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Conditions That Must Exist Before Using CPR

By Elizabeth Otto ; Updated June 13, 2017

Cardiopulmonary resuscitation, or CPR, is a series of steps designed to assist blood and oxygen circulation in someone who is not breathing and who has ineffective heart activity. CPR comprises chest compressions in which the rescuer pumps on the victim’s chest to facilitate blood circulation, and rescue breathing in which the rescuer provides the victim with breaths. Certain conditions warrant the need for CPR, which can save a life when initiated immediately.

Unresponsiveness

Medical events that precipitate the need for CPR, such as heart attack and stroke, can render victims unconscious and unresponsive. A person who has experienced circulatory or respiratory collapse can become unconscious due to lack of oxygen to the brain. A victim in this state will not respond to verbal or painful attempts to elicit a response, such as calling his name or pinching skin on the back of his hand.

No Breathing

A person who is unresponsive and not breathing requires immediate CPR for the best chance of survival. Cessation of breathing means the brain, heart and other organs and body tissues are not receiving oxygen needed for survival. A rescuer should assess an unresponsive person for breathing by gently pressing back on the victim’s forehead to tilt the head slightly up. The mouth should be slightly opened, and a rescuer should watch the victim’s chest for movement, while listening and feeling for breath. The Mayo Clinic offers that the absence of oxygen to the brain can result in brain damage within a few minutes. If there are no signs of breathing, CPR should begin to hasten return of oxygen circulating to the brain and through the body.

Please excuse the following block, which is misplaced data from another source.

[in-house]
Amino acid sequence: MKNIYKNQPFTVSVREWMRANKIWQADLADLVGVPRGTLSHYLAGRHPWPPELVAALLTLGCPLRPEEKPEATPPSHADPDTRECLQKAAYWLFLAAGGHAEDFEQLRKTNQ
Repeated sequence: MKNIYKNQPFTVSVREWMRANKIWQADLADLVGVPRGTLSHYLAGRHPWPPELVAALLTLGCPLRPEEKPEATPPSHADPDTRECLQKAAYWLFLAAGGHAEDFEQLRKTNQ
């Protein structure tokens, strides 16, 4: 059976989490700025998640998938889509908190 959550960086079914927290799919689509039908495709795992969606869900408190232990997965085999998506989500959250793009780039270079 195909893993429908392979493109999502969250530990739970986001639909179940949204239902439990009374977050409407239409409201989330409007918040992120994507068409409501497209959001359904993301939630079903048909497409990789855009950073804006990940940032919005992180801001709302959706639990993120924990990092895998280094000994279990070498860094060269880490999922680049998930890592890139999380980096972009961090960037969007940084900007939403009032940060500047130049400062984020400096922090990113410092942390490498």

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Ineffective Pulse

The heart must pump at regular, steady intervals to effectively circulate blood throughout the body. If the heart experiences an interrupted rhythm, such as during cardiac arrest, pumping ability is reduced and circulation can stop. Medical personnel will provide CPR to victims who have a very low pulse or ineffective heart rhythm inconsistent with circulation. The American Heart Association states that lay rescuers should not feel for a pulse on an unconscious, unresponsive victim, but they should initiate CPR immediately until medical help arrives, or until the patient regains consciousness.

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